This is the time of year when no one goes home to dinner. No one with real clout in the industry, that is.
Not that all the studio and network mavens are gathered at Spago or Mr. Chow. No, they’re crowded around banquet tables at the Beverly Hilton or some other hotel they’d scrupulously avoid if it were up to them.
But it’s not up to them. They are prisoners of the dreaded banquet circuit, which reaches its zenith each fall. As such, the men don their frayed tuxedos (“How could the dry cleaner miss that stain?”) and the women drape themselves in vintage Versace (“My fashion consultant yelled at me when I wanted to wear it to the Emmys last year.”) and they steel themselves for evenings that will be long on tributes and short on conviviality.
The good news about the banquet circuit is that some hundreds of millions are raised for worthy causes each year. The bad news is that it’s unrelenting, ferociously competitive and intensely political. Plus, everyone has to shake hands with people whose calls they’ve been ducking all year.
There are at least 30 banquets scheduled for October alone and, if you steadfastly attend your quota, you will find yourself giving a standing ovation to the executive who reneged on your last deal or cut your retirement plan. And you will keep smiling all the while.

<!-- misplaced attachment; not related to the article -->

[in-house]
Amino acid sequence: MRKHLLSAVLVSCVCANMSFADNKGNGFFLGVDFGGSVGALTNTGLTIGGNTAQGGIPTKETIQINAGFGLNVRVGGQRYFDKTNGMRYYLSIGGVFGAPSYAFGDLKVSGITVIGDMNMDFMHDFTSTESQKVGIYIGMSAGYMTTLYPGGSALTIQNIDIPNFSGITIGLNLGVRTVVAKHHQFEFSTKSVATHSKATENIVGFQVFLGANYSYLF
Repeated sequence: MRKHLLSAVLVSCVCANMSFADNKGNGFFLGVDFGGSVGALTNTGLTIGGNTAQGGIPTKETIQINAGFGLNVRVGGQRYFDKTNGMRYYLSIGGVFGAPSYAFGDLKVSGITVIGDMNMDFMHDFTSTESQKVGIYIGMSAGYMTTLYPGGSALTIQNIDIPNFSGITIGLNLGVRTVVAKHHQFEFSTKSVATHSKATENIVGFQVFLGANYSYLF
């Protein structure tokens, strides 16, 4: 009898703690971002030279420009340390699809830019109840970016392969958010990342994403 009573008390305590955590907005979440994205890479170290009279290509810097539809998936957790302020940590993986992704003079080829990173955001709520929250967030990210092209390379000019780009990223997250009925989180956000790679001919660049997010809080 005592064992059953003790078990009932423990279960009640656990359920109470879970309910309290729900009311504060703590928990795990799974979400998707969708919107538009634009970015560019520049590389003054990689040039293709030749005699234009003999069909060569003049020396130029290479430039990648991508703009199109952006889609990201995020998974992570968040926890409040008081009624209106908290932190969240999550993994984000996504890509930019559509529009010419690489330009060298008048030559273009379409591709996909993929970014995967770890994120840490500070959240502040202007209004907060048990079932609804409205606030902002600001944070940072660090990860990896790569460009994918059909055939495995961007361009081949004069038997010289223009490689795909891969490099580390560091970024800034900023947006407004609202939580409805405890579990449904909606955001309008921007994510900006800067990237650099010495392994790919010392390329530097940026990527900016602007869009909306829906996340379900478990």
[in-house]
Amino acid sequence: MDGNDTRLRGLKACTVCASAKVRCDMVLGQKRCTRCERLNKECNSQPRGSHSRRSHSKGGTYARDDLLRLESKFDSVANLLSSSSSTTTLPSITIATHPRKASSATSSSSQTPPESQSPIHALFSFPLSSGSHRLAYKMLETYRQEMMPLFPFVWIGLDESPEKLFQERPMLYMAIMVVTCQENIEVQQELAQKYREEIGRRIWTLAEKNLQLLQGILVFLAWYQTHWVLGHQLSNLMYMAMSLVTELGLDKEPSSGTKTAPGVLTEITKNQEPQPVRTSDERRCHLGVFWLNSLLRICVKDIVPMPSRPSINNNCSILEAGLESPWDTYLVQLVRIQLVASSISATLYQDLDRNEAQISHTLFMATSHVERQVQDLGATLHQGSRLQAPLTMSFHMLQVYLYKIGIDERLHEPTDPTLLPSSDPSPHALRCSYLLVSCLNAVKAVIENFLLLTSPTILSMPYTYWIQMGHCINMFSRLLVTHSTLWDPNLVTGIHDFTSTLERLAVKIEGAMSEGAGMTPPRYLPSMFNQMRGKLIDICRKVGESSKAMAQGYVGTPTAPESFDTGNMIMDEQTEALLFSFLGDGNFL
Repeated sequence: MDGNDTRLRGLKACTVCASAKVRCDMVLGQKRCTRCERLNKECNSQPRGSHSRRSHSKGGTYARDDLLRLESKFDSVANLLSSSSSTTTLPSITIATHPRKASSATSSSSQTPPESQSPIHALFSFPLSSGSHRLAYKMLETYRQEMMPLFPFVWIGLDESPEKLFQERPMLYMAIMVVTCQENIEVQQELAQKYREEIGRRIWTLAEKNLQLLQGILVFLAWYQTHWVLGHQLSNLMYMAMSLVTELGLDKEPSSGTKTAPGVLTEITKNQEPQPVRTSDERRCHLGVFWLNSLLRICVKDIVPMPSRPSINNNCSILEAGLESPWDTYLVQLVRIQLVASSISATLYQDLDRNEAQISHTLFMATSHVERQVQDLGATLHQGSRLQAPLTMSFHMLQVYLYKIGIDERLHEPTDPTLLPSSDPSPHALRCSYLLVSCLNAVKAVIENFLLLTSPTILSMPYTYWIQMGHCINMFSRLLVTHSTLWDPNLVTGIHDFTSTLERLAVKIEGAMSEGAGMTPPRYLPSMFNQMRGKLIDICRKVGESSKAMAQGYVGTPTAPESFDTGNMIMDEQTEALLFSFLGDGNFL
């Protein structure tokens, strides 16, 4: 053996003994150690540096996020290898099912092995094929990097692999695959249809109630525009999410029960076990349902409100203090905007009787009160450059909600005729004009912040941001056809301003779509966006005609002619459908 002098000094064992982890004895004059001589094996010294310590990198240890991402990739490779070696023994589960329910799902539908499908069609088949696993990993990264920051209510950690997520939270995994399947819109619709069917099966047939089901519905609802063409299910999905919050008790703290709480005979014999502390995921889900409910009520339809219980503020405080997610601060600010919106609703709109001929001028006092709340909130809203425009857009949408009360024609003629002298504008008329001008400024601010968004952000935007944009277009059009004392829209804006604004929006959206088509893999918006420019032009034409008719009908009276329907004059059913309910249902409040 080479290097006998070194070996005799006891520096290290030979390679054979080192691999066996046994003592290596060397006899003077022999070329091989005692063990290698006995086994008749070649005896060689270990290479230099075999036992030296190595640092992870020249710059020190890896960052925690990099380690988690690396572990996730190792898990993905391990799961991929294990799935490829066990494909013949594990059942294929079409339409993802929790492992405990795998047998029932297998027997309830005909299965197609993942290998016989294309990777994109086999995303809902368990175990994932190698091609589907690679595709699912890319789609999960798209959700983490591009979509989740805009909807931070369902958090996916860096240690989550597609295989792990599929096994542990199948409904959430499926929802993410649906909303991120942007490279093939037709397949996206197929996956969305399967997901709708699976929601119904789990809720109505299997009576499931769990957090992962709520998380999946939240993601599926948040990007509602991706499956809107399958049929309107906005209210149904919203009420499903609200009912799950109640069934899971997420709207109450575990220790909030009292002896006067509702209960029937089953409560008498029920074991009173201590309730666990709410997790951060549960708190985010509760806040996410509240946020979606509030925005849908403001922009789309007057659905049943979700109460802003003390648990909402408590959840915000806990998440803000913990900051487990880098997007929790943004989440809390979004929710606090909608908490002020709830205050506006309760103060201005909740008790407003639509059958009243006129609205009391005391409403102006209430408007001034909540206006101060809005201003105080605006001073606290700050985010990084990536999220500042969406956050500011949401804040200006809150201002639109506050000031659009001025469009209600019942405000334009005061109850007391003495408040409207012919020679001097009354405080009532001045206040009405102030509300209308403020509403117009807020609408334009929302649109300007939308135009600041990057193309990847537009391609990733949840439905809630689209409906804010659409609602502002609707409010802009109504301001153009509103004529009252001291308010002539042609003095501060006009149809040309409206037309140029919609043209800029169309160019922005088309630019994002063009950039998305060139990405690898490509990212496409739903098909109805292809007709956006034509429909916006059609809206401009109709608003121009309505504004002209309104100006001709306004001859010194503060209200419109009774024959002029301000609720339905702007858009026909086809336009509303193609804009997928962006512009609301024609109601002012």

I appreciate the need for fund-raising, but there are questions about the banquet circuit that need re-examination. For example:
- Why does someone always have to be “honored”? There are just not enough icons around these days whom folks feel happy about honoring. At least the honorees aren’t being given “humanitarian” awards anymore. I remember one banquet honoring a widely hated CEO where the audience broke into unrestrained laughter every time the word “humanitarian” was invoked. (The CEO was fired a year later.)
- Why do these events have to be dinners? Everyone in town by now has consumed his lifelong quota of tenderized T-bone and microwaved mullet. Why not throw an informal cocktail party and let everyone go home?
- Why does every banquet headliner act like he’s been hauled in from Las Vegas against his will? Can’t the banquet chairman instruct his visiting stand-up not to open with, “Anyone here from Pittsburgh? Oh, I forgot I’m not at Caesar’s tonight.” Les Moonves doesn’t want to hear Vegas jokes and Rupert Murdoch doesn’t even want to be entertained.
- If you’re locked into the banquet routine, why not guarantee everyone an exit by 9:30? It’s painful to see guys like Bob Iger who get up pre-dawn sneaking peeks at their watches as speeches drone past 11 — those twitching wrists cause carpal tunnel syndrome.
- If you have to serve food, why not go for a burger and beer? Time and again I see top stars at banquets slip $100 to a waiter to get them an In-N-Out burger. If the stars can get comfort food, why can’t the rest of us?
- I appreciate the fact that various prominent families have their pet charities because an arcane disease has afflicted a family member. But each of us has his own pet cause that never gets a dinner. For decades I have contributed to the American Friends Service Committee, but Quakers don’t do dinners. Once a year it would be great if Hollywood had one big mega-banquet in which everyone could pick a special cause rather than the disease du jour.
Come to think of it, I’d willingly attend that banquet.
I’d even bring my own burger.